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Report on Gaua (Vanuatu) — May 2010

Bulletin of the Global Volcanism Network, vol. 35, no. 5 (May 2010)
Managing Editor: Richard Wunderman.

Gaua (Vanuatu) Significant emissions of gas and ash through 19 June 2010

Please cite this report as:

Global Volcanism Program, 2010. Report on Gaua (Vanuatu) (Wunderman, R., ed.). Bulletin of the Global Volcanism Network, 35:5. Smithsonian Institution. https://doi.org/10.5479/si.GVP.BGVN201005-257020.

Volcano Profile |  Complete Bulletin


Gaua

Vanuatu

14.27°S, 167.5°E; summit elev. 797 m

All times are local (unless otherwise noted)


Beginning in September 2009, eruptions at Gaua included emissions with heavy ashfall, a small pyroclastic flow, and strong Strombolian activity. Eruptions were also accompanied by strong and continuous degassing, and elevated SO2 levels (BGVN 34:10 and 34:12).

The previous report discussed activity through 1 February 2010. This report covers activity between 2 February 2010 and 19 June 2010. However, no information was available for February or March from the Vanuatu Geohazards Observatory (VGO). Satellite thermal alerts from the MODVOLC system occurred on 28 March and 6 April (both one pixel).

In early April 2010 activity increased. The VGO reported that the ash plumes became thicker and higher (figure 17) and rose daily to altitudes of 2.1-3 km. Starting on 3 April, villagers living in the N and S parts of the island reported ashfall and frequently saw volcanic bombs ejected. Explosions were heard in nearby villages. Tremor counts after 1 January 2010 increased with time at least through 7 May (figure 18).

Figure (see Caption) Figure 17. Satellite image of a dense steam-rich ash plume from Guau blowing directly NE on 24 April 2010. The steam is brighter white than the surrounding lower-altitude clouds. Vegetation is green, as is Lake Letas. Vegetation to the S and W of the volcano, damaged by ash and acidic volcanic gases, is dark gray-brown. Image taken by the Advanced Land Imager aboard NASA's Earth Observing-1 (EO-1) spacecraft. Courtesy NASA Earth Observatory.
Figure (see Caption) Figure 18. Tremor counts at Gaua between 1 January 2010 and about 22 April 2010. Courtesy of VGO.

According to a 21 April news account the Red Cross disaster management officer in Vanuatu, Augustin Garae, told Radio New Zealand International that the fumes and ashfall had become a health hazard, with ash and acid rain affecting food crops and contaminating the water. News media on 19 April reported that Vanuatu government officials had made preparations to evacuate the approximately 3,000 residents of Gaua Island, who were threatened by ash, poisonous gases, and landslides.

On 11 May, the VGO reported that field observations revealed continued activity during April through the beginning of May. Significant emissions of gas and ash caused damage to vegetation around the crater and in areas on the NW, W, and SW parts of the island, the dominant wind directions. Lahars on the W part of the island were seen in April. Seismic data revealed that tremors had become more frequent since the beginning of the year. The VGO has advised visitors to stay away from the restricted area, especially within 3 km zone around the volcano.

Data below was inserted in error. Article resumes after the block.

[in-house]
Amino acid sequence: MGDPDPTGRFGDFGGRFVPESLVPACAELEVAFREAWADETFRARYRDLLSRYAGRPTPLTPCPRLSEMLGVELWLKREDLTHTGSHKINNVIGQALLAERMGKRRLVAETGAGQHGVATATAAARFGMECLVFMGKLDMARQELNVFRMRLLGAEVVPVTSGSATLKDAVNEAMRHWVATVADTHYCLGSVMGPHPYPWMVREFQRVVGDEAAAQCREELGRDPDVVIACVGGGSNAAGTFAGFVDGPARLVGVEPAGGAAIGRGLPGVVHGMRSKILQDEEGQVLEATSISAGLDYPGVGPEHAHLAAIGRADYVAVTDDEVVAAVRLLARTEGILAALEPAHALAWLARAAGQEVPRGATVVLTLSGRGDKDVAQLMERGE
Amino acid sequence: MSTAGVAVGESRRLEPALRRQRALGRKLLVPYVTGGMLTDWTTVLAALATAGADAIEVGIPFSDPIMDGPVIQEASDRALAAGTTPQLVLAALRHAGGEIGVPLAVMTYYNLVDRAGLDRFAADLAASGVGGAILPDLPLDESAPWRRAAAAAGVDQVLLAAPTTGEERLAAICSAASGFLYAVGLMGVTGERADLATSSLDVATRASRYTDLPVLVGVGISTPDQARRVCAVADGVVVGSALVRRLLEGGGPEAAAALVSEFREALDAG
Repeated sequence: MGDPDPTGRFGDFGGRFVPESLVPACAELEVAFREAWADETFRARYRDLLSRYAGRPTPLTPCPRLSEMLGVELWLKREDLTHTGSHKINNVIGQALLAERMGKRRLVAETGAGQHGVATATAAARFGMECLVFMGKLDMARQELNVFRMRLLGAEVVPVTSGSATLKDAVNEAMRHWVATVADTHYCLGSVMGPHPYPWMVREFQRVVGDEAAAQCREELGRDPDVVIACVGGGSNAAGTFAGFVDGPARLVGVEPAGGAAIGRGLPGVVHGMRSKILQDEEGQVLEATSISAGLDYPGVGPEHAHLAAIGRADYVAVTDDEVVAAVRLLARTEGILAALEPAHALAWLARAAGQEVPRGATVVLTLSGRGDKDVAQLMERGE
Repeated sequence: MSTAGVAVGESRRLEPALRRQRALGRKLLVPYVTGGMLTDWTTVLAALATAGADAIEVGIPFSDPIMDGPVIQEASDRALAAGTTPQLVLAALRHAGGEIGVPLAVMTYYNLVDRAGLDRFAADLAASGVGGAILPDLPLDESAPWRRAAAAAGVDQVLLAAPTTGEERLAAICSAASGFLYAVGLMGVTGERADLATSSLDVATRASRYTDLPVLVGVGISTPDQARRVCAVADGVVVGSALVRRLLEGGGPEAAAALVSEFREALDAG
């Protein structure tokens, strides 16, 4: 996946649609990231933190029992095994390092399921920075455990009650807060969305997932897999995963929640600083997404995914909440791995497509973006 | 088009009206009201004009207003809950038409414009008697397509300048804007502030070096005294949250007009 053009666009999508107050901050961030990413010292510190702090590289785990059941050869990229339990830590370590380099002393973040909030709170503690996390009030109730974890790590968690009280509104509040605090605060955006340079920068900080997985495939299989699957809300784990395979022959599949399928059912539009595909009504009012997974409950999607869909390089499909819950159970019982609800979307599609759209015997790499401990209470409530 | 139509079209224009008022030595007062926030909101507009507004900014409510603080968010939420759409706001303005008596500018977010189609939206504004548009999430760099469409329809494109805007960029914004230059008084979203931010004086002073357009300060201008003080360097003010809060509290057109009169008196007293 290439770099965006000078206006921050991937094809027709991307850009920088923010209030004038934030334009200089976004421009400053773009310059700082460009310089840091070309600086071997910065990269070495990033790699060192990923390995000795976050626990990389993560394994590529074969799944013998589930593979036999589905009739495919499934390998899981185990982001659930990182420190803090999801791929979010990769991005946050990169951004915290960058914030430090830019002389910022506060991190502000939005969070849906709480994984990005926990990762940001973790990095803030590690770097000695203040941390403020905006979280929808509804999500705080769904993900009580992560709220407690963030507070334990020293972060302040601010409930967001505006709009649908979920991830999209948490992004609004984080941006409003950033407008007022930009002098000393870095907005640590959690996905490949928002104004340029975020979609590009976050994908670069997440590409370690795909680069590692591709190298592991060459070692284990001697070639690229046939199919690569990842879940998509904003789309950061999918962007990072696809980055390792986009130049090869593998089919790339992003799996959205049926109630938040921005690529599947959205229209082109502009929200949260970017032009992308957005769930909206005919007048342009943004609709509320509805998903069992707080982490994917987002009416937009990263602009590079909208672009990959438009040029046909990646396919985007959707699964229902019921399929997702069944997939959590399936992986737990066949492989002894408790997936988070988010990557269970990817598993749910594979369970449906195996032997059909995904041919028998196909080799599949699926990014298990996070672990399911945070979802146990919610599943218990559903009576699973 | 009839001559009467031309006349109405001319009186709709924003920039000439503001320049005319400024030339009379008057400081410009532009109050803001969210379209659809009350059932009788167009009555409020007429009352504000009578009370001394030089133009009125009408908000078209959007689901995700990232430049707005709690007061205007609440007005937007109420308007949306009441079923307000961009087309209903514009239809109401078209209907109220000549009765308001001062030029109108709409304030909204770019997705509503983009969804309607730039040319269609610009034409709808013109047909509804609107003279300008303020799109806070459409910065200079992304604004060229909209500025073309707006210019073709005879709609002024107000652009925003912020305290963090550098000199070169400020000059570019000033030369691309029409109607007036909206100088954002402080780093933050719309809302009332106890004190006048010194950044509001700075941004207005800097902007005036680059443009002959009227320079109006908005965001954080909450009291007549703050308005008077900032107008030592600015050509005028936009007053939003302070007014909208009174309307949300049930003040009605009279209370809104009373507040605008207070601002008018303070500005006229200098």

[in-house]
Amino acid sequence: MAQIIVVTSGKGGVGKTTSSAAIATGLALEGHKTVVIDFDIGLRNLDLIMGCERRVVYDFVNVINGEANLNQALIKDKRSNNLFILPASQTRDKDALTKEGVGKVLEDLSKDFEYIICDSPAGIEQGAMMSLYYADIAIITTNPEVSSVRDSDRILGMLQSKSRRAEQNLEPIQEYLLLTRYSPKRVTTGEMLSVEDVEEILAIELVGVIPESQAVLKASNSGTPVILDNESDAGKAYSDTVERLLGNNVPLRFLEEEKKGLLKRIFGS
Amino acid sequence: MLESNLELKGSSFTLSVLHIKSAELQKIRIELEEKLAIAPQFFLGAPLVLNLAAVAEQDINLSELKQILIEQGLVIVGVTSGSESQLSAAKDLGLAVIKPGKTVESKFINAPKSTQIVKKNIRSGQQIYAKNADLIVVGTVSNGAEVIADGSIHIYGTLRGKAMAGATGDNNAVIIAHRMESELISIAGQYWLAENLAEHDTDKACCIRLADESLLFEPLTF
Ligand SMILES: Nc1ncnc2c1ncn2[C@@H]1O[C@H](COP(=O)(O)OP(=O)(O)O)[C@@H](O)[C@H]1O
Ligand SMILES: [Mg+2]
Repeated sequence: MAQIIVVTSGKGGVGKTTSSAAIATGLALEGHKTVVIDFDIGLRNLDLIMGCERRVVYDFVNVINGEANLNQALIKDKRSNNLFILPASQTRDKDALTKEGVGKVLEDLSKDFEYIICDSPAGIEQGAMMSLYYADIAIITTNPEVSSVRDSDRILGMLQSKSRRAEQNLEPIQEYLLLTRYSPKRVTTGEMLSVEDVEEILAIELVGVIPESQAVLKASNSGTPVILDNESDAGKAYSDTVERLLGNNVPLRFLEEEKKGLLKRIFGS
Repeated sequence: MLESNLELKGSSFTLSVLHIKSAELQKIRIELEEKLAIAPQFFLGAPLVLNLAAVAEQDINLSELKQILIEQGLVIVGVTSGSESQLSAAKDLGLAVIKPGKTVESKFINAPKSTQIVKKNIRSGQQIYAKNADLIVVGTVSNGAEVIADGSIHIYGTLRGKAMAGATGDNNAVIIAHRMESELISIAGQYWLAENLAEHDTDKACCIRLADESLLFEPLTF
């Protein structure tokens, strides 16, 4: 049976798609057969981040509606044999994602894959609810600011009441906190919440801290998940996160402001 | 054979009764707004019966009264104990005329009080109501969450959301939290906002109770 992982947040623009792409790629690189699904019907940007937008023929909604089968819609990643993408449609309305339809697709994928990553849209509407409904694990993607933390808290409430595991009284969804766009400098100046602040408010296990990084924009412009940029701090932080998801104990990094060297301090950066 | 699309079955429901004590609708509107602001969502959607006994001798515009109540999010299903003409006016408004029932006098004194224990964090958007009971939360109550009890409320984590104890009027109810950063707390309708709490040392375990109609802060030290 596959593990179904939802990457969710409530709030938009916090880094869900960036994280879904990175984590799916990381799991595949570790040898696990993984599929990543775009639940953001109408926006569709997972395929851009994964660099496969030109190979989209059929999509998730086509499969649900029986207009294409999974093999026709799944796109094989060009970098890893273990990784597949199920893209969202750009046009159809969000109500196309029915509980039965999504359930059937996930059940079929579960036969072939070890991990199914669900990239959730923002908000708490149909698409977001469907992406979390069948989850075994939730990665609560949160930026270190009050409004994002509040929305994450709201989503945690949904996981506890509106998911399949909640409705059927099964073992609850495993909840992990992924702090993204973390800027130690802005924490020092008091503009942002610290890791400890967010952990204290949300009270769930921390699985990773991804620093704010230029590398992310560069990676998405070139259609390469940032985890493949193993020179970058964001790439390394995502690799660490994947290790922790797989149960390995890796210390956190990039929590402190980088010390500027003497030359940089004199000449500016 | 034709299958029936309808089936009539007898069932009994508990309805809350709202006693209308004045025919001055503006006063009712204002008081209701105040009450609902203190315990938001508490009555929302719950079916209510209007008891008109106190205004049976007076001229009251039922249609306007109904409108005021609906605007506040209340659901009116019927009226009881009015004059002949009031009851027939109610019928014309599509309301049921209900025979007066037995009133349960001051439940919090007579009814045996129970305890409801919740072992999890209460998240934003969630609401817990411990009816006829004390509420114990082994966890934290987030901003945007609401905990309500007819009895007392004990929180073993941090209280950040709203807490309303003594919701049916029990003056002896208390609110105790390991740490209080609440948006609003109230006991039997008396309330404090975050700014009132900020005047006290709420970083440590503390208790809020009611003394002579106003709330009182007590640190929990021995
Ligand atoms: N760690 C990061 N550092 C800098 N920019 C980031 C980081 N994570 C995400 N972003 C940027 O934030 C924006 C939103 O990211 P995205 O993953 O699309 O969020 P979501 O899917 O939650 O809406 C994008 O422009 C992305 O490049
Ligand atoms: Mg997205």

Based on information from the VGO and satellite imagery, the Wellington VAAC reported ash plumes from Gaua on 8-16 April, 19-21 April, 29 April, 2 May, 11 May, 18-19 May, 21-22 May, 26 May, 7 June, and 16-19 June that all rose to an altitude of 3 km. On 19 June, the plume drifted more than 90 km W. The advisories on 14-15 April noted that the plumes were mostly steam. A spokesman for the Vanuatu Disaster Management Office described the activity as "huge, dark plumes" in a news report.

Geologic Background. The roughly 20-km-diameter Gaua Island, also known as Santa Maria, consists of a basaltic-to-andesitic stratovolcano with an 6 x 9 km wide summit caldera. Small parasitic vents near the caldera rim fed Pleistocene lava flows that reached the coast on several sides of the island; several littoral cones were formed where these lava flows reached the sea. Quiet collapse that formed the roughly 700-m-deep caldera was followed by extensive ash eruptions. Construction of the historically active cone of Mount Garat (Gharat) and other small cinder cones in the SW part of the caldera has left a crescent-shaped caldera lake. The symmetrical, flat-topped Mount Garat cone is topped by three pit craters. The onset of eruptive activity from a vent high on the SE flank in 1962 ended a long period of dormancy.

Information Contacts: E. Garaebiti, S. Todman, C. Haruel, D. Charley, D. Nakedau, J. Cevuard, and A. Worwor, Vanuatu Geohazards Observatory (VGO), Department of Geology, Mines and Water Resources (DGMWR), Vanuatu (URL: http://www.vmgd.gov.vu/vmgd/); Wellington Volcanic Ash Advisory Centre, Meteorological Service of New Zealand Limited, 30 Salamanca Road, Kelburn, PO Box 722, Wellington, New Zealand (URL: http://vaac.metservice.com/vaac/); Hawai'i Institute of Geophysics and Planetology (HIGP) Thermal Alerts System, School of Ocean and Earth Science and Technology (SOEST), Univ. of Hawai'i, 2525 Correa Road, Honolulu, HI 96822, USA (URL: http://modis.higp.hawaii.edu/); Sydney Morning Herald (URL: http://news.smh.com.au/); Radio New Zealand International (URL: http://www.rnzi.com/).